August 30th, 2010
02:11 AM GMT
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An historic journey is happening now...and no surprise, it's to feed China's appetite for energy.

The SCF Baltica is a large tanker that has just made it safely through the Arctic Circle to deliver 70,000 tons of  gas condensate (a natural gas extract) from Russia to China. This is the first time a tanker of this size has been able to make the journey through the Northern Sea Route. It's now headed for its final port destination just south of Shanghai.

There are two  interesting angles to this story:

1) This route through the Arctic cuts down the distance traveled by almost a half. The route from Murmansk, Russia to Ningbo, China covers 7,000 nautical miles. This is down from the 12,000 nautical miles it takes on the traditional route through the Suez Canal.

Sergey Frank, CEO of SCF Group, is taking the journey on board his tanker. I spoke with him via satellite phone and asked him how much money the shortcut is saving his company. He says, "That depends on the freight market but today, the freight market in the tanker business is not great. But anyway, the one day capital cost is $20,000 to $25,000. Any day of savings from these logistics is definitely improving the economics of the business."

2) Global warming. You only have to connect the dots: A  huge oil and gas tanker can make it through ice fields in the Arctic today because of the effects of global warming. And even then, the SCF Baltica  tanker is being escorted by two nuclear-powered ice breakers.   Sam Chambers, journalist and author of "Oil on Water," tells CNN, " It is unquestionable that this route has only become possible thanks to global warming, as sailors have been trying to - and failing - to find an Arctic route for centuries. Just a couple of weeks back Canadian authorities found an old sunken British ship in the far north that had met its end attempting the elusive Arctic passage."

Whether we like it or not, the Arctic is the new frontier for oil and gas transport. According to SCF Group, the information collected on this historic voyage will be entered into a database to plan future Arctic crossings with larger ice-class tankers.



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soundoff (41 Responses)
  1. Tanguicho

    Do you find it really useful to pollute every single sea or ocean on the face of the earth just to save money? Has it come to the extent that every single thing in our life is ruled by money? Have you asked the opinion of all the people inhabiting the earth if they want oil and gas tankers to follow the Arctic route?

    August 30, 2010 at 6:50 am |
  2. Mario

    Just wait for the climatedeniers to come up with the utterly debunked claim that the ancient Chinese have already taken that route centuries ago and that therefor, global warming is a hoax.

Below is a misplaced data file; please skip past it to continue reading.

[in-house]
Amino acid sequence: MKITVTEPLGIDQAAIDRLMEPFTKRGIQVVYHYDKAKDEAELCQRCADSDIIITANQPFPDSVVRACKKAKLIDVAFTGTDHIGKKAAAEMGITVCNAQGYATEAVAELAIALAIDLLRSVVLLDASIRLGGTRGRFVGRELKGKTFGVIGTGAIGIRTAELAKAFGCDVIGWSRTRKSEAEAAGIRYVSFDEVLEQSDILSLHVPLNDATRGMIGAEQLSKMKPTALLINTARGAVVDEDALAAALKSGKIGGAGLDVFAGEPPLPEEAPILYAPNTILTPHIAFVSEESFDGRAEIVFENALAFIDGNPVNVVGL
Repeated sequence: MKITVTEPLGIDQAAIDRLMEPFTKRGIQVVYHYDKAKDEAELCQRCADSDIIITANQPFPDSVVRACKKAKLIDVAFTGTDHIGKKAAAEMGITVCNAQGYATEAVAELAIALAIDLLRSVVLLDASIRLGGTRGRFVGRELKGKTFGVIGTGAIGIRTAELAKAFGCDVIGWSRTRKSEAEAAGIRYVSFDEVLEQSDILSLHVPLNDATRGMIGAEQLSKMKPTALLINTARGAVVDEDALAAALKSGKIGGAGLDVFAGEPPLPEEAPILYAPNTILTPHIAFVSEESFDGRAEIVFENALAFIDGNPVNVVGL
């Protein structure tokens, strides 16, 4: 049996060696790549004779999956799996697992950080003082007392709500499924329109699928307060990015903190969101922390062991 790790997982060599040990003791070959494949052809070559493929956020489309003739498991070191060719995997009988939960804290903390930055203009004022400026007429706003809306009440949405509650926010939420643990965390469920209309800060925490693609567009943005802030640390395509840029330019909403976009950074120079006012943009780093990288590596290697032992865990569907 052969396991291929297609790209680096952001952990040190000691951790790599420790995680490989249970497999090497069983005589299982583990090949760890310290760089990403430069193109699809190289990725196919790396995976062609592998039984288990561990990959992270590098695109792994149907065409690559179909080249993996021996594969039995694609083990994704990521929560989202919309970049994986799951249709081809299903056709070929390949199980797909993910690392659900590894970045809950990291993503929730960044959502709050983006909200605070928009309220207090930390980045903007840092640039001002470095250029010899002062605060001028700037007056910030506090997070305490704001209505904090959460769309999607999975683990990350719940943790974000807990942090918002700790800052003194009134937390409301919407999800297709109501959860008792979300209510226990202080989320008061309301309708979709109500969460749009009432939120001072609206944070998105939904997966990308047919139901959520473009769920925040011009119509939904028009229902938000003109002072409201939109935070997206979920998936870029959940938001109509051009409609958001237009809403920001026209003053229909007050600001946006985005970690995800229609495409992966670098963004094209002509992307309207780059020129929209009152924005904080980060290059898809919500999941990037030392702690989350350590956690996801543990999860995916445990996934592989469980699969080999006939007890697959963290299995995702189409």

August 30, 2010 at 6:56 am |
  3. EVCW

    Sign of the times, much as the Gulf disaster. It's just a matter of time before there's another spill, but this time in the Arctic -a disaster of epic proportions waiting to happen...Man is so stupid.

    August 30, 2010 at 7:01 am |
  4. Marina

    this day was going to arrive at some point. Human race is so stupid! Really sad.

    August 30, 2010 at 7:42 am |
  5. Александр Лобасов

    Alex,

    SCF Baltica just get through the Arctic and now heading south to Shanghai this week. This maiden Arctic journey is successfull –congratulation !!!

    Now we should start looking for Arctic resrouces for sales to the Chinese buyers.

    Steven

    August 30, 2010 at 8:15 am |
  6. EveryoneAndNonone

    Tan is right, money is first in everything, backed by stupidity. Eating, drinking and breathing are not important at all. Very weak and very sad. Selfish, self-obsessed fools. You have to wonder whether man was purposefully designed to fail. For a bit of fun?!!

    August 30, 2010 at 8:43 am |
  7. Matt

    @Tanguicho: They're cutting 5000 miles from this journey, which means 45% less overall pollution. Or where you just yelling words at someone? Try to connect the dots before screaming in rage.

    August 30, 2010 at 8:44 am |
  8. iain newby

    seems strange that in one of the early james bond movies a quote is made by blofelt or spectre as to man having modern technology so as to be able to melt the polar ice caps in order to send ship through more rapidly.
    has spectre let the cat out the bag ?

    August 30, 2010 at 8:52 am |
  9. Renato

    These people should be put in prison.
    Everyday we see record highs of floods and cold weather one places where it never rained, and on other places we see droughts in seasons that used to be rain 20 years ago.

    If no one takes responsability and everyone just jumps for the profit not caring about anything else then it should be considered a criminal act against not just the future generations but the current ones aswell.

    Where the hell is U.N to do something about it, where the hell is anyone to do something about it when corporate greed kills our future.
    Specially because if this planet dies, the first people to leave it will be the very ones that made profit from its destruction.

    Where is justice?

    August 30, 2010 at 9:25 am |
  10. fastbreak

    Cutting the distance for transport in half – and, incidentally, saving the costs of a Suez channel transfer – is tempting. The good news would be it saves on the ENERGY needed to make that trip. The bad news is the potential for disaster and the CERTAINTY of a measure of pollution even when no disaster occurs! Off the cuff I cannot say if the good will outweigh even the latter of the bad things.